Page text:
That being the case, what might be suggested when we use this expression in relation to the sacred liturgy? Obviously, the intent of those using it is simply the expression of approval, but it can likewise send an unintended message which reinforces an already too popular belief; namely, that the externals of the sacred liturgy are ultimately rather shallow things; "tasty" perhaps, but ultimately not of any substance; superficially attractive, lacking depth and meaning, and ultimately non-essential.

Evidently this is not the reality of course. As Pope Benedict XVI reminded us in paragraph 35 of the Apostolic Exhortation Sacramentum Caritatis, "Beauty... is not mere decoration, but rather an essential element of the liturgical action, since it is an attribute of God himself and his revelation."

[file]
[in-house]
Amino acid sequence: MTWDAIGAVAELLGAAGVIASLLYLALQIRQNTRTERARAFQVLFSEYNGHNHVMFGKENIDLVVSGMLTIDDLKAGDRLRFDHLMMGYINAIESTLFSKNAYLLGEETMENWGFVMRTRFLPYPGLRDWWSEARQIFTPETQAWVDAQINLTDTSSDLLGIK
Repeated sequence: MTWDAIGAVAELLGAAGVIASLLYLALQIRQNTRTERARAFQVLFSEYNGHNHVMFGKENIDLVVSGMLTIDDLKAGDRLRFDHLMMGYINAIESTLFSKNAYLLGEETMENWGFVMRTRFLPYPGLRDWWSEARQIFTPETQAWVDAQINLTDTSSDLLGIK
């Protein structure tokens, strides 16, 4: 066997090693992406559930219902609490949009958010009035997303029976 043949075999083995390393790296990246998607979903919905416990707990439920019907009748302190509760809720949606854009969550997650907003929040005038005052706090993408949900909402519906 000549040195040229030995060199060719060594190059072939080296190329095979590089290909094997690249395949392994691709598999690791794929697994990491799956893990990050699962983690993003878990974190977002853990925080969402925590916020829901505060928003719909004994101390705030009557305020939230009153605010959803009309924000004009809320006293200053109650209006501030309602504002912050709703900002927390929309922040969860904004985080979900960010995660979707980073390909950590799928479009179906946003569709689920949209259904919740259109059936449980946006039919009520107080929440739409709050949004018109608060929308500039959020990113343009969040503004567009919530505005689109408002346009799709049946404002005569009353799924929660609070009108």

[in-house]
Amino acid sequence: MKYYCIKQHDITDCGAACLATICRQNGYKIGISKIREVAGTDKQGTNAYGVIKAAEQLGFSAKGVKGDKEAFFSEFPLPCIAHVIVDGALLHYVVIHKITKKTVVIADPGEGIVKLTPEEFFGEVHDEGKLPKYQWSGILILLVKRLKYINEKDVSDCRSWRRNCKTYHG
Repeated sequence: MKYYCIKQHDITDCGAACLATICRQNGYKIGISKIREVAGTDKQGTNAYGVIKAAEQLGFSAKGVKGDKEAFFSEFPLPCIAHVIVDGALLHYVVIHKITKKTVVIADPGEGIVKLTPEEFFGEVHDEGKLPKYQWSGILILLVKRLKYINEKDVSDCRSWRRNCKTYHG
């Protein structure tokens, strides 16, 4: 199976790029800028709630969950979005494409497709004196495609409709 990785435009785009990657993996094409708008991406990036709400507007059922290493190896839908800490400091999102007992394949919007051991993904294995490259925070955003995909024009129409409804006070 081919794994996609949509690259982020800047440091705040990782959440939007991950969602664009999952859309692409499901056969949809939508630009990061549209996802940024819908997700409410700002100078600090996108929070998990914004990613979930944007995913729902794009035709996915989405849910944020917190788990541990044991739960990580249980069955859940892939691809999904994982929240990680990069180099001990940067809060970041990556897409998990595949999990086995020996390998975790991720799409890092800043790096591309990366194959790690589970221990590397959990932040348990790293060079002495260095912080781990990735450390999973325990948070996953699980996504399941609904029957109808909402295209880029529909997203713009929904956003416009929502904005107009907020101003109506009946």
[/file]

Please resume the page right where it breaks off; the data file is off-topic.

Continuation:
When we are speaking of "liturgical eye-candy" then, we are really speaking about the aspect of beauty; beauty within the liturgy. By comparison, the concept of beauty is something which carries a meaning and implication which is far more substantial, having a greater depth and a much different sense, better speaking to the reality and essentiality of the matter. Expressing our appreciation for the beautiful and noble as it relates to the sacred liturgy, just as it would with a person, is certainly much more in keeping with both the dignity of the sacred liturgy and the fundamental importance of beauty within and around the liturgical rites -- a point which the Holy Father has addressed more than once, and one which was also recently highlighted in a document from the Office for the Liturgical Celebrations of the Supreme Pontiff.